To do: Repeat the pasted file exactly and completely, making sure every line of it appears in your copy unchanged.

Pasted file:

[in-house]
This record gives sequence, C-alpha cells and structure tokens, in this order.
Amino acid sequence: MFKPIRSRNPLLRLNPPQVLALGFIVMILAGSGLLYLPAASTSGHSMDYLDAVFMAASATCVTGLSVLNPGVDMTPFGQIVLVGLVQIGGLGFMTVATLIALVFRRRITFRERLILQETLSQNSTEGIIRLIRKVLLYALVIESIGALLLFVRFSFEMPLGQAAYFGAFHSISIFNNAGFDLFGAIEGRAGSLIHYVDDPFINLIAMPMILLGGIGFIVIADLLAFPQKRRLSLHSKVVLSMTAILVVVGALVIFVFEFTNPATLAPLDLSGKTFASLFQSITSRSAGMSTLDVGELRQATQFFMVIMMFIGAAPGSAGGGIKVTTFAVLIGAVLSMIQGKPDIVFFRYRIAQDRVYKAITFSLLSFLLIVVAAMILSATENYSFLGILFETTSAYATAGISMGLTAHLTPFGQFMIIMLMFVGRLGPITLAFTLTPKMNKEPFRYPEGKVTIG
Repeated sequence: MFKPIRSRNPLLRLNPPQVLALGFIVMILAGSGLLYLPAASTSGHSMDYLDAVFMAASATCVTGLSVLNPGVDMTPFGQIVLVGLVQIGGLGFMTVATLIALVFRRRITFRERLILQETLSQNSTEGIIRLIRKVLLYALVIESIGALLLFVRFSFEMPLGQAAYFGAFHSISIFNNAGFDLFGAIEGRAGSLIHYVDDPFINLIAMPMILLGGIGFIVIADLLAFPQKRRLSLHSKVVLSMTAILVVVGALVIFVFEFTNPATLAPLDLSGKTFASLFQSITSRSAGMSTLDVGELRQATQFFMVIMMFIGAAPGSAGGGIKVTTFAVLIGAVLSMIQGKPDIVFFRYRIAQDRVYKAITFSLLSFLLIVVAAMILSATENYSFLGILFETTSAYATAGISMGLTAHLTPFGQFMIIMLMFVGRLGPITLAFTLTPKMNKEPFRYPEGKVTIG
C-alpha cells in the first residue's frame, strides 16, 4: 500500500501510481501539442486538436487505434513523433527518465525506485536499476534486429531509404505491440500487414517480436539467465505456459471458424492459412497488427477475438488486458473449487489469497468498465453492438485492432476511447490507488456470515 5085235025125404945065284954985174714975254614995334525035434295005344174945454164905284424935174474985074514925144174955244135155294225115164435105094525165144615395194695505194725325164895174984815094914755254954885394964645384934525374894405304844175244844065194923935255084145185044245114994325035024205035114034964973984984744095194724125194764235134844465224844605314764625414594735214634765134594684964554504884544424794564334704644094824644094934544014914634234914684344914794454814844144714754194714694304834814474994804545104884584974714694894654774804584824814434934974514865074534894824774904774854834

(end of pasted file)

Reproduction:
[in-house]
This record gives sequence, C-alpha cells and structure tokens, in this order.
Amino acid sequence: MFKPIRSRNPLLRLNPPQVLALGFIVMILAGSGLLYLPAASTSGHSMDYLDAVFMAASATCVTGLSVLNPGVDMTPFGQIVLVGLVQIGGLGFMTVATLIALVFRRRITFRERLILQETLSQNSTEGIIRLIRKVLLYALVIESIGALLLFVRFSFEMPLGQAAYFGAFHSISIFNNAGFDLFGAIEGRAGSLIHYVDDPFINLIAMPMILLGGIGFIVIADLLAFPQKRRLSLHSKVVLSMTAILVVVGALVIFVFEFTNPATLAPLDLSGKTFASLFQSITSRSAGMSTLDVGELRQATQFFMVIMMFIGAAPGSAGGGIKVTTFAVLIGAVLSMIQGKPDIVFFRYRIAQDRVYKAITFSLLSFLLIVVAAMILSATENYSFLGILFETTSAYATAGISMGLTAHLTPFGQFMIIMLMFVGRLGPITLAFTLTPKMNKEPFRYPEGKVTIG
Repeated sequence: MFKPIRSRNPLLRLNPPQVLALGFIVMILAGSGLLYLPAASTSGHSMDYLDAVFMAASATCVTGLSVLNPGVDMTPFGQIVLVGLVQIGGLGFMTVATLIALVFRRRITFRERLILQETLSQNSTEGIIRLIRKVLLYALVIESIGALLLFVRFSFEMPLGQAAYFGAFHSISIFNNAGFDLFGAIEGRAGSLIHYVDDPFINLIAMPMILLGGIGFIVIADLLAFPQKRRLSLHSKVVLSMTAILVVVGALVIFVFEFTNPATLAPLDLSGKTFASLFQSITSRSAGMSTLDVGELRQATQFFMVIMMFIGAAPGSAGGGIKVTTFAVLIGAVLSMIQGKPDIVFFRYRIAQDRVYKAITFSLLSFLLIVVAAMILSATENYSFLGILFETTSAYATAGISMGLTAHLTPFGQFMIIMLMFVGRLGPITLAFTLTPKMNKEPFRYPEGKVTIG
C-alpha cells in the first residue's frame, strides 16, 4: 500500500501510481501539442486538436487505434513523433527518465525506485536499476534486429531509404505491440500487414517480436539467465505456459471458424492459412497488427477475438488486458473449487489469497468498465453492438485492432476511447490507488456470515 5085235025125404945065284954985174714975254614995334525035434295005344174945454164905284424935174474985074514925144174955244135155294225115164435105094525165144615395194695505194725325164895174984815094914755254954885394964645384934525374894405304844175244844065194923935255084145185044245114994325035024205035114034964973984984744095194724125194764235134844465224844605314764625414594735214634765134594684964554504884544424794564334704644094824644094934544014914634234914684344914794454814844144714754194714694304834814474994804545104884584974714694894654774804584824814434934974514865074534894824774904774854834